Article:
December, 2018

Joanna Atherfold Finn’s long road to book success

Coastal vision: Joanna Atherfold Finn, with her first book. Picture: Marina Neil“I think that any one who tells you they don’t write from life experience is lying to you.”Joanna Atherfold Finn is straightforward about it: you’ve got to live life to write about it.
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But that’s only a starting point for a writer. Finn’s journey to success has been a long ride, but worth every turn. Considering her achievement in the modern world of literature –a first-time book comprising fictional short stories published by a major international book publisher, Simon & Schuster, without major change to the content or style –her humility is admirable.

The Port Stephens-based writer, who will launch herbook,Watermark, on April 7 at the Newcastle Writers Festival in the company of esteemed Australian writer Robert Drewe, came to writing much later than planned. Perhaps, greater powers meant for it turn out that way, as the book is full of rich characters and places who have faced turmoil, immersed themselves in life, taken detours and made hard calls.

When Finn graduated from high school in the northern suburbs of Sydney, she deferred entry into Macquarie University, where she was going to study communications, for a year.

She never got there.

Watermark: Finn’s first book, a series of short stories, published by Simon & Schuster, will be launched at the Newcastle Writers Festival.

Instead, she travelled abroad in her gap year, then had a child and moved to Newcastle when her then-partner was transferred to the area.

“My 20s were a very transitional time, a very challenging time,” she says.

“Writing wasn’t really on the cards. Work was purely to earn an income.

“I had deferred uni at a young age. I had a young child. I came to the area in what I think were quite unique and difficult circumstances.”

Finn ended up finding work in theemployment services industry, where sheworked for over 15 years, and eventually entered the University of Newcastleas a mature age student.

Despite the unplanned route of her life, that small seed of an idea about writing and communications stayed alive in her mind. “I knew it was in me somewhere,” she says.

“My circumstances altered after a gap year,” she says.

“I would haveenrolled at Macquarie Uni in communications, Iwould never had moved to Newcastle. The sliding doors moment would have never occurred. So Ithink I alwayswanted to get back to that path, so as a mature age student I enrolled in a communications degree at Newcastle University. I took creative writing as an elective because there were night classes and they fitted in with my work. I could do it on my way home to PortStephens.

“I loved the creative writing.It was a release, it felt real, an exploration of other people’sworlds, other people’s stories, and it was somethingthat I’d always had an interest in as a young child, reading and writing.”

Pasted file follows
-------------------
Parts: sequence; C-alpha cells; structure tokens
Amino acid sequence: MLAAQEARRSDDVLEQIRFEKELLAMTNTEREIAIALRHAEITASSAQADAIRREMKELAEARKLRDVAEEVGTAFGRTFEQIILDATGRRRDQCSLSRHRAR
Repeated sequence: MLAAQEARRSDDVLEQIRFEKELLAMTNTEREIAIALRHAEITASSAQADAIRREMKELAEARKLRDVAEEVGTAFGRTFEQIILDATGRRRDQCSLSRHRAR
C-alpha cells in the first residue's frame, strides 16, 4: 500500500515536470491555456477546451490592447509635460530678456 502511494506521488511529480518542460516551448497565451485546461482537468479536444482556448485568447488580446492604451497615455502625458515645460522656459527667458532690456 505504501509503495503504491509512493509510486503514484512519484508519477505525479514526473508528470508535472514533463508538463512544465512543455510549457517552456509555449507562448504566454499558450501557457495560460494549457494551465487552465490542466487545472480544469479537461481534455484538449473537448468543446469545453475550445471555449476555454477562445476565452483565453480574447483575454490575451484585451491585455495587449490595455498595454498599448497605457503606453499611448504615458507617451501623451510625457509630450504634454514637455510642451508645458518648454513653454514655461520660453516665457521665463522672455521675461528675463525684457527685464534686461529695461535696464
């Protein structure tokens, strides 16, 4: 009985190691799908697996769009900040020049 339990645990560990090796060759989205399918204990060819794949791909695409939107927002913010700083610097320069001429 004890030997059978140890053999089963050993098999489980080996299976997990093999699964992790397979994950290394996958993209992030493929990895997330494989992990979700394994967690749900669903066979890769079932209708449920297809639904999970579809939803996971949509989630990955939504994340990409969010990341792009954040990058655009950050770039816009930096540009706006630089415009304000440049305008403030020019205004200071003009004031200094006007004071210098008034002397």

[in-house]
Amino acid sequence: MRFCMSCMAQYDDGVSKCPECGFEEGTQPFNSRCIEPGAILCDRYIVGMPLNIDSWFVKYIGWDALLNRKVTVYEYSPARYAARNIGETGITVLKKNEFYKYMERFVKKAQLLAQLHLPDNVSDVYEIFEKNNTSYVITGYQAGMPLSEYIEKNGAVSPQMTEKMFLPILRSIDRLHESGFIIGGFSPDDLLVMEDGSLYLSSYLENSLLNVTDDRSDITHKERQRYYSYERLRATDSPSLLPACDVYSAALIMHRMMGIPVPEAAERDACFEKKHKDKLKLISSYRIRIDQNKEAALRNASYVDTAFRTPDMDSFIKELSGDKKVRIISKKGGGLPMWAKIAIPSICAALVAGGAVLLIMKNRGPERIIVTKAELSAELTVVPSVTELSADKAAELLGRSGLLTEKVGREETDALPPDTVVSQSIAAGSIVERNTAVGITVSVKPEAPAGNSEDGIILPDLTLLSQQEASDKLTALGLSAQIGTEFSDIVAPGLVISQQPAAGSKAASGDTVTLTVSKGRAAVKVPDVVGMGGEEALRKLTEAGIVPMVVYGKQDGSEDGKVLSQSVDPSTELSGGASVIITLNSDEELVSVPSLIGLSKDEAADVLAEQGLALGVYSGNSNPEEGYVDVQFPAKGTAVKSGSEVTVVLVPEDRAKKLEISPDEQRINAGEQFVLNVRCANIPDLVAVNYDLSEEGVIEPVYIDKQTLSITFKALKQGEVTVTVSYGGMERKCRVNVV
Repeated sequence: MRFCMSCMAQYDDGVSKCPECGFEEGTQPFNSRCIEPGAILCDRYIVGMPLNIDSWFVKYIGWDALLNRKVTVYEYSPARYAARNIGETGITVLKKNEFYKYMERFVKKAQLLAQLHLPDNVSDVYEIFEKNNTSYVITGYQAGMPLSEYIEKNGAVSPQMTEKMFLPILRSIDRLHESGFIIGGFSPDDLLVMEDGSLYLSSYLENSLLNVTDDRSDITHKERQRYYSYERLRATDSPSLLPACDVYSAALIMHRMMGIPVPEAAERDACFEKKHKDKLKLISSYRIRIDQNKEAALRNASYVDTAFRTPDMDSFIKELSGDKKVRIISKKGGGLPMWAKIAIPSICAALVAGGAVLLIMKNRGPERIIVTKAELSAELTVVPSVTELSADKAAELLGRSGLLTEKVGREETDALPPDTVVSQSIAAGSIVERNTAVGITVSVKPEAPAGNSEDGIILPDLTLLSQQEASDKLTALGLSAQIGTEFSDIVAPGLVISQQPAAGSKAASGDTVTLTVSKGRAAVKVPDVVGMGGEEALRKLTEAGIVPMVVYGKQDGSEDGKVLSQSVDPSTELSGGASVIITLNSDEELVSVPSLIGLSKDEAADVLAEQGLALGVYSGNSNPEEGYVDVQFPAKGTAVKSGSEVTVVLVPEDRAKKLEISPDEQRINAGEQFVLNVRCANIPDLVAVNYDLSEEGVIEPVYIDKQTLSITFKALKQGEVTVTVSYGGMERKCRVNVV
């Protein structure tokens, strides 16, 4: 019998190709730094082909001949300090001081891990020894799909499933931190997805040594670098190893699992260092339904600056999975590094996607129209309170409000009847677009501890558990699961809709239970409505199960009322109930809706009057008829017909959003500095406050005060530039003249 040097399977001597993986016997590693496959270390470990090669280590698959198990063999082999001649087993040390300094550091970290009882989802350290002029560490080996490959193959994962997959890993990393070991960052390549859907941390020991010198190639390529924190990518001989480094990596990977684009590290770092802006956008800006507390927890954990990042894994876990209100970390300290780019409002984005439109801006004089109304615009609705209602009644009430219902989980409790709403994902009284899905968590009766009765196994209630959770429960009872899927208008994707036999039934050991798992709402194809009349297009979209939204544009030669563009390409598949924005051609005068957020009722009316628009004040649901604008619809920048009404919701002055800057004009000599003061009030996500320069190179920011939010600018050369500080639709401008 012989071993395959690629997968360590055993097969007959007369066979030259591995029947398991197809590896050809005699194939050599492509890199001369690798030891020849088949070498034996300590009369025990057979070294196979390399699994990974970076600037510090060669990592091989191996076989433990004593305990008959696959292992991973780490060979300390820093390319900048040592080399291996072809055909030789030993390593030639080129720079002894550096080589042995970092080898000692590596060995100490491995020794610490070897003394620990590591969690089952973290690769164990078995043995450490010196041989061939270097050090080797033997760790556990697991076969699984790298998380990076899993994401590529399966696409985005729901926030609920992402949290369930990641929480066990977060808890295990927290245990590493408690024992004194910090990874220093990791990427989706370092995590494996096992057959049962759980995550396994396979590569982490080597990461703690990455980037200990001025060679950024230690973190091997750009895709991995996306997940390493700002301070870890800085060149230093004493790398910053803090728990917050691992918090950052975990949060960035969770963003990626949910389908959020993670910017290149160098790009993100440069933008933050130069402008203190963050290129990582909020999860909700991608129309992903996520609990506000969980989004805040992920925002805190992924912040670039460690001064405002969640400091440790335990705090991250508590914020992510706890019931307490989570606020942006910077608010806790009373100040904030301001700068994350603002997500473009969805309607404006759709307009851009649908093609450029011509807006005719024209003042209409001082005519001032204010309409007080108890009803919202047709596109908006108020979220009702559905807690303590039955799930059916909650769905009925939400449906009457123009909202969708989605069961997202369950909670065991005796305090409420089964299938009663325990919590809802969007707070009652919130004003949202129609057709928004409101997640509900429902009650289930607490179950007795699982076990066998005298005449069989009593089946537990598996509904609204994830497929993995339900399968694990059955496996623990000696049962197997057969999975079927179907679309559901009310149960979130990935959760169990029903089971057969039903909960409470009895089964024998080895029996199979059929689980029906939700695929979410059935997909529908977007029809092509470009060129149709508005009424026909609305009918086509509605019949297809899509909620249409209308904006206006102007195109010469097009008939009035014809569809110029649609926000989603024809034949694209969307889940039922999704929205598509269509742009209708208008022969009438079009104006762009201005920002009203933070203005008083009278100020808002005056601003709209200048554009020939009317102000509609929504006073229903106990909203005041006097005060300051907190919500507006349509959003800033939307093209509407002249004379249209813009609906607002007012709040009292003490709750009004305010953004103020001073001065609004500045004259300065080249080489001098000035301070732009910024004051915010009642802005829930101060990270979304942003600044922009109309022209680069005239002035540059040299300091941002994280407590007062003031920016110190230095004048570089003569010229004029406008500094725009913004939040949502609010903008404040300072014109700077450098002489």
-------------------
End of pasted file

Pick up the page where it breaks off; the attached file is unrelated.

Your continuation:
After completing her communications degree, she was offered a scholarship to study for her doctorate.“I resisted, which seems silly,” she says.“They pay you to write. It was a really valuable opportunity.”

Her hesitation was based on her belief that doing research for the doctorate would be a distraction from her creativity (writing). But that didn’t turn out to be the case.

Most of the stories inWatermarkcame from the three-and-a-half years she spent getting her doctorate.

“The great thing about it, was being allowed to write and giventhespace to write,” Finn says.“Not trying to fit it in around everythingelse andnot having to steal moments to write …”

With children and a husband at home in Port Stephens, time was always going to be a valuable commodity.

“I have certainly spent a lot of time writing in my head, and I think writers can look a bit mad, always talkingtothemselves, in thecar…to sit down and say,‘this is my work, I’m not rushing off to anotherjob’, validated it Isuppose. It gave me the space andfreedom.”

The 11 stories in the book explore intergenerational and personal relationships in coastal communities. There is plenty of dialogue, and kids are integral.

While Finn admits to her own real fear of the ocean, she’s always been drawn to it, from a childhood where trips to the northern beaches of Sydney were a treat, to her present life where she frequently walks on One Mile Beach, to her husband Greg’s occupation as an abalone diver, the coast is an intrinsic part of her world.

Finn considersherself an“observer”of beach culture.

“As an outsider [growing up], then moving into that culture, maybe that’s why Ifeel observant about the coastal environment,” she says.“When Idid move from suburbsto thecoast, it felt unstableand foreign to me …”

Her parents were teachers and it was their dream to be transferred to a beachside suburb, and that’s what happened. But it wasn’t that easy for Finn.

“It was hard for me, my grandparentswere close to me, but they were left behind [in the suburbs]. I felt removed, and then removed to Newcastle,” she says.“It hasn’t alwaysbeena desired relocation, hence the uncertainty …

“People associate thecoast with freedom, lack of inhibition, a place to relax, a place to shed layers, an equalling…beneath all of that, the margin betweenland and seais alwayschanging, in fluxand chaos. It is that dualitythat interests me, it comes through in characters. They are thrown into confronting situations…

“To me, the coast isnever just a setting. It is part of the story, like a character …”

As a writer, she knows what she wants, and what she doesn’t want.

There is only one mention of social media in the short stories in Watermark–she deliberately avoided it.